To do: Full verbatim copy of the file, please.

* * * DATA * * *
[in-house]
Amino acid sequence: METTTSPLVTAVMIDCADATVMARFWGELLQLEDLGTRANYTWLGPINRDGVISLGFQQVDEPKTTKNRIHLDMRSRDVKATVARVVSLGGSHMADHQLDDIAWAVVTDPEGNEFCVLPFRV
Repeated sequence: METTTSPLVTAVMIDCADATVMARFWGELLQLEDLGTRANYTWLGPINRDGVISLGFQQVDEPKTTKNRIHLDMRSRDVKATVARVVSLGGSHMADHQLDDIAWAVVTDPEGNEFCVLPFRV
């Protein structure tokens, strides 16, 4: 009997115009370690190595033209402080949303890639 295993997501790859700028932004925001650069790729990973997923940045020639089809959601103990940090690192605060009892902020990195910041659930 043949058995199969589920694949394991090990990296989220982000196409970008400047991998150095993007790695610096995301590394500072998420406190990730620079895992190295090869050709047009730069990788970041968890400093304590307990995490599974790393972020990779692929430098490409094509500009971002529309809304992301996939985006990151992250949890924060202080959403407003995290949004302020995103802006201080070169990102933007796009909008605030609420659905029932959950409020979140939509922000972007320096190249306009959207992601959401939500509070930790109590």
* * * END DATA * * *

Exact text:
[in-house]
Amino acid sequence: METTTSPLVTAVMIDCADATVMARFWGELLQLEDLGTRANYTWLGPINRDGVISLGFQQVDEPKTTKNRIHLDMRSRDVKATVARVVSLGGSHMADHQLDDIAWAVVTDPEGNEFCVLPFRV
Repeated sequence: METTTSPLVTAVMIDCADATVMARFWGELLQLEDLGTRANYTWLGPINRDGVISLGFQQVDEPKTTKNRIHLDMRSRDVKATVARVVSLGGSHMADHQLDDIAWAVVTDPEGNEFCVLPFRV
């Protein structure tokens, strides 16, 4: 009997115009370690190595033209402080949303890639 295993997501790859700028932004925001650069790729990973997923940045020639089809959601103990940090690192605060009892902020990195910041659930 043949058995199969589920694949394991090990990296989220982000196409970008400047991998150095993007790695610096995301590394500072998420406190990730620079895992190295090869050709047009730069990788970041968890400093304590307990995490599974790393972020990779692929430098490409094509500009971002529309809304992301996939985006990151992250949890924060202080959403407003995290949004302020995103802006201080070169990102933007796009909008605030609420659905029932959950409020979140939509922000972007320096190249306009959207992601959401939500509070930790109590």